All animals surviving to Day 29 post-coitum were subjected to an examination post-mortem and external, thoracic and abdominal macroscopic findings were recorded. A laparohysterectomy was performed on each surviving female of the groups. The uteri, placentae and ovaries were examined, and the numbers of fetuses, early and late resorptions, total implantations and corpora lutea were recorded. Gravid uterine weights were recorded, and net body weights and net body weight changes were calculated. The fetuses were weighed, sexed and examined for external, visceral and skeletal malformations and developmental variations. All live fetuses were euthanized. One half of the fetuses were decapitated and the heads were fixed in Bouin’s fixative. All fetuses were dissected and examined for visceral anomalies and subsequently fixed in 96% aqueous ethanol. The fetuses of all groups were stained with Alizarin Red S for skeletal examinations.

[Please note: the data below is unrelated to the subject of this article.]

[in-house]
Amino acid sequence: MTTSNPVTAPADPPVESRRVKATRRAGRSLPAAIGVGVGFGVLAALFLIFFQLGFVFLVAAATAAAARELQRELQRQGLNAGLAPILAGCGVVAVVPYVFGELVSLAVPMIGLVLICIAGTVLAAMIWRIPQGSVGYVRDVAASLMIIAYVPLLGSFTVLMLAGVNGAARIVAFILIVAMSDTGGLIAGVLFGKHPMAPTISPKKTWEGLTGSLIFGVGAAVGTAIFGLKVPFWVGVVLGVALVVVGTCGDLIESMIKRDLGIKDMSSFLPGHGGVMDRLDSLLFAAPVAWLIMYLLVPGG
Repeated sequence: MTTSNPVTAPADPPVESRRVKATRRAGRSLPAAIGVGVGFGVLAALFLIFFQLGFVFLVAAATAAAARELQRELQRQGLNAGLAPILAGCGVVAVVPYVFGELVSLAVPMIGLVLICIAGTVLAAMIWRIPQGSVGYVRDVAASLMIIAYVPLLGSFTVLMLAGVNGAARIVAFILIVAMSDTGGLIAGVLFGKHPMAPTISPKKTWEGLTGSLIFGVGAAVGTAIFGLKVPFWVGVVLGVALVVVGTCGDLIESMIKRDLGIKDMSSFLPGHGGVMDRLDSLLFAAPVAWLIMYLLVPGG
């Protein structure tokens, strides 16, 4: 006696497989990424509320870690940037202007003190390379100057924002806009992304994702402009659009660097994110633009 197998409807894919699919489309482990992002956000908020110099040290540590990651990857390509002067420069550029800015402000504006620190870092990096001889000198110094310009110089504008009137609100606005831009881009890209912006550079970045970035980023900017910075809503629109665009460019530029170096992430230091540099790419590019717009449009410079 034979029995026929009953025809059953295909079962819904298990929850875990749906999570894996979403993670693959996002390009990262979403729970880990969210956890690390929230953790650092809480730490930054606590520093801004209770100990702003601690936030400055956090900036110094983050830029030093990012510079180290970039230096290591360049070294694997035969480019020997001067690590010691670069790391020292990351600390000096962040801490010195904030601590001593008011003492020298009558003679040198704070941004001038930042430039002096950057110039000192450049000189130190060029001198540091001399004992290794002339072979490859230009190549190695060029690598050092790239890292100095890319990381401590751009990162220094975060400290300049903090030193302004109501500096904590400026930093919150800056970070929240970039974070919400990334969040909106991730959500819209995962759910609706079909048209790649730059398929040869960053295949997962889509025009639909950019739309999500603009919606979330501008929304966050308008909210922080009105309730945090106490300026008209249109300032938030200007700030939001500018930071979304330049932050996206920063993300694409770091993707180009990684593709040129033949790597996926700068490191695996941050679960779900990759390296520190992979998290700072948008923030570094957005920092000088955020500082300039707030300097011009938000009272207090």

No toxicologically significant changes were noted in any of the maternal parameters investigated in this study (i.e. mortality, clinical signs, body weights, food consumption, and macroscopic examination). No toxicologically relevant changes were noted in any of the developmental parameters investigated in this study (i.e. litter size, sex ratio, fetal body weights, external, visceral and skeletal developmental malformations or variations, visceral variations).